In the April/May Classic & Performance Car Africa magazine there is a feature on FMM’s Porsche 912, a model that celebrates its 50th anniversary this. In TopCar magazine’s series of articles on historic South African race circuits, the April issue features Zwartkops. MM


March 22-29:  2015 Jaguar Jamboree, Clarens, Free State
March 28:       Autumn Trophy races, Kyalami
March 28:       Motor show, Westcliffe School, Bellville
March 29:       CMMC Breakfast Run to Weltevreden, Stellenbosch

April 2-12:       Stars of Sandstone steam festival, Ficksburg
April 3-6:         Cape Alfa Romeo Club 50th anniversary gathering
April 5:             Angela’s Picnic, Delta Park, Johannesburg
April 11:           Extreme Festival 3/Power Series Rnd2, Killarney
April 11:           Historics 2 & 1-Hour Enduro, Dezzi Raceway, Port Shepstone
April 12:           Natal Century Classic Motorcycle Run
April 24-27:      MacGregor Maluti Meander, Fouriesburg Country Inn

May 1-3:           Harvest Festival, Vaal Old Wheeler Club, Vaal River
May 2:              Festival Races, Phakisa
May 2:              Regional racing, Scribante, PLZ
May 9:              Knysna Motor Show, High School Fields, Waterfront Drive
May 9:              Historics 3 & 2-Hour Enduro, Kyalami
May 9:              Power Series Rnd3 & African 3-Hour, Killarney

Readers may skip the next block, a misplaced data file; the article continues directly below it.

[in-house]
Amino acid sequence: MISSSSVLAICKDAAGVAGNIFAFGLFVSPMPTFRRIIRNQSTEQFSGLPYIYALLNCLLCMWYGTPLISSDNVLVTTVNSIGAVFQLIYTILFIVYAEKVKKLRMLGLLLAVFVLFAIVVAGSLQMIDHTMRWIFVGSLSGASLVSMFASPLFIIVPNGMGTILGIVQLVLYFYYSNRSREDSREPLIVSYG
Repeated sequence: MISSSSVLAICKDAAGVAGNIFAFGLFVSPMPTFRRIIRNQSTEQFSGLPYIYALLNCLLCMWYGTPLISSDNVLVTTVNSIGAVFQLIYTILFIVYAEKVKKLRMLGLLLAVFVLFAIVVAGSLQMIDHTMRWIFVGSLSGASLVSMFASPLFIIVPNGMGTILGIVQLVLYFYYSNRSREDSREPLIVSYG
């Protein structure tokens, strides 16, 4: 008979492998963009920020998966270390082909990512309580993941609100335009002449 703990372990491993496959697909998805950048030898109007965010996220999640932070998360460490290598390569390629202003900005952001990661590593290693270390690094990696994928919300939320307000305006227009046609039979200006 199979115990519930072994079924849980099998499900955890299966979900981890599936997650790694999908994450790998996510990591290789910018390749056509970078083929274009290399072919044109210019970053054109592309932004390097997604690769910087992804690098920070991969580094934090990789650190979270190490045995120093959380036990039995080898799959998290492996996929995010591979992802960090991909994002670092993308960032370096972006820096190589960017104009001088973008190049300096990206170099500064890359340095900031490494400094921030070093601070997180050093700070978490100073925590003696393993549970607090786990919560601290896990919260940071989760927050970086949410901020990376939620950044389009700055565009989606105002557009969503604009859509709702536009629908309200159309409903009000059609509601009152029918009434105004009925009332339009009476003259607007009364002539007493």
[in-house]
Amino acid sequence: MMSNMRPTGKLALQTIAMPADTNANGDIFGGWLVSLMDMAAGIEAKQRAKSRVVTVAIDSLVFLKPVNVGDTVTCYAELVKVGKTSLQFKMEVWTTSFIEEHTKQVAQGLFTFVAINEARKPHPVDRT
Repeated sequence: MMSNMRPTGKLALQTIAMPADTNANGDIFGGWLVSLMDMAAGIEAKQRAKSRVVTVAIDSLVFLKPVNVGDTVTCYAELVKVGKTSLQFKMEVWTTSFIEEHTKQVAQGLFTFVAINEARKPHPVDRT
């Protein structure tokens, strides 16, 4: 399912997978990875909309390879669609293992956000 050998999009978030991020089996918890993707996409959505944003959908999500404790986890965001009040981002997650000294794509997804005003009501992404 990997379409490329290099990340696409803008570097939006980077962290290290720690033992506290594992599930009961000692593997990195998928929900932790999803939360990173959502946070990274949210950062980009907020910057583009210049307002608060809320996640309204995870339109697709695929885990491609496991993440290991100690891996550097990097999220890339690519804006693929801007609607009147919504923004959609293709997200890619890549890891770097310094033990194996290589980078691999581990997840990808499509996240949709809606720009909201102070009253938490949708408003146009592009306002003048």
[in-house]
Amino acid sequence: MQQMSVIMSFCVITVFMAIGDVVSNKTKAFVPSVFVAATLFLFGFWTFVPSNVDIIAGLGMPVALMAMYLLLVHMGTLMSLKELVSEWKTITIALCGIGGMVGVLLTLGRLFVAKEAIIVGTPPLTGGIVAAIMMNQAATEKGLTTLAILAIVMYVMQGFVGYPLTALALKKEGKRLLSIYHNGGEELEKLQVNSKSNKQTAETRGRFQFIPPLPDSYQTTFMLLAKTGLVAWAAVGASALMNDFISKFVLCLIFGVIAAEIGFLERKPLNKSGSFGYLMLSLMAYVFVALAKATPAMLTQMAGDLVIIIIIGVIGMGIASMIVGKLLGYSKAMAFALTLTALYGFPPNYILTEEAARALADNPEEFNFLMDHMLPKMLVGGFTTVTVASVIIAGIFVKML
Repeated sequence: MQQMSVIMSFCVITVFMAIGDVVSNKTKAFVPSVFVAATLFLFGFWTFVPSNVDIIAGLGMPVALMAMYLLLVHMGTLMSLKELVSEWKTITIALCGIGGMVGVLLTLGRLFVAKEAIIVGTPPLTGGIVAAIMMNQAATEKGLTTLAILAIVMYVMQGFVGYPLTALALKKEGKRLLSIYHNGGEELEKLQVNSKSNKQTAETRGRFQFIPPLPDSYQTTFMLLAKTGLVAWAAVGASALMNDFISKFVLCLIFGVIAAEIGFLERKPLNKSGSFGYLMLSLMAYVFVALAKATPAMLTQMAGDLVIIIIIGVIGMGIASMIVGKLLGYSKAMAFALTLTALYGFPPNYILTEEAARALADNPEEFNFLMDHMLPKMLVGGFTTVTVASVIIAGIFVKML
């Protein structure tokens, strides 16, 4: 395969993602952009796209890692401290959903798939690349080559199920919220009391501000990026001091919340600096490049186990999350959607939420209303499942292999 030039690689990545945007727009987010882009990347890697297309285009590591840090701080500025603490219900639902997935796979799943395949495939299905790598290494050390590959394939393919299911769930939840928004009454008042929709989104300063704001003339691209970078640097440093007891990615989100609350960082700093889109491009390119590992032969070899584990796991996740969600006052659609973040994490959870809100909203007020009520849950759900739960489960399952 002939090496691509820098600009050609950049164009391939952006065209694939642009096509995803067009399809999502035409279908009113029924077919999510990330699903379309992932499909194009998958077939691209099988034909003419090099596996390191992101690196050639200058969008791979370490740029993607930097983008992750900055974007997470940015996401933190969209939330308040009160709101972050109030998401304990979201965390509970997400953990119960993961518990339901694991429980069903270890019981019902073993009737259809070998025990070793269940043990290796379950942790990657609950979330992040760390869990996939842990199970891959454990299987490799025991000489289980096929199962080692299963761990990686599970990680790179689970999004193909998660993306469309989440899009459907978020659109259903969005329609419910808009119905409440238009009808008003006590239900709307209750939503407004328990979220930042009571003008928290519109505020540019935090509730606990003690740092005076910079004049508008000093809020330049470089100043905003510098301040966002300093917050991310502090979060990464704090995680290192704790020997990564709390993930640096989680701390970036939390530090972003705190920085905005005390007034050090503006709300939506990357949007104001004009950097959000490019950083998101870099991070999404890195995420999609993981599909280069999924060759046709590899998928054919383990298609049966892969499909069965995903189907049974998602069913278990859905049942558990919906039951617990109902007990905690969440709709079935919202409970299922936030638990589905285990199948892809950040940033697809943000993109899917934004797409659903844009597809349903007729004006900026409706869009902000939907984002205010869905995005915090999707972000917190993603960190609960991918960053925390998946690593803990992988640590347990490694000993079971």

May 14-17:       Jaguar Simola Hillclimb, Simola Estate, Knysna
May 16:            Circuit racing, Zwartkops
May 17:            Cars in the Park, Alexander Park, Pietermaritzburg
May 23-24:       SAVVA Motorcycle National, Drakensville, KZN
May 30:             Mampoer Rally, POMC, Pretoria
May 30:             Festival Races, Kyalami

(Clubs are invited to send details of upcoming events to mike4m@telkomsa.net for inclusion in Exhaust Blips.)


The Franschhoek Motor Museum is situated on the L’Ormarins Estate along the R45 in the Franschhoek Valley in the Western Cape.

The opening hours are Monday to Friday 10h00 to 17h00 (last admittance 16h00), Saturday and Sunday 10h00 to 16h00 (last admittance 15h00), and the museum is open on most public holidays

Admission prices are R60 adults, R50 pensioners, R30 children. An on-site delicatessen offers refreshments and A Rupert Wines can be enjoyed.
Newsletter text by Mike Monk.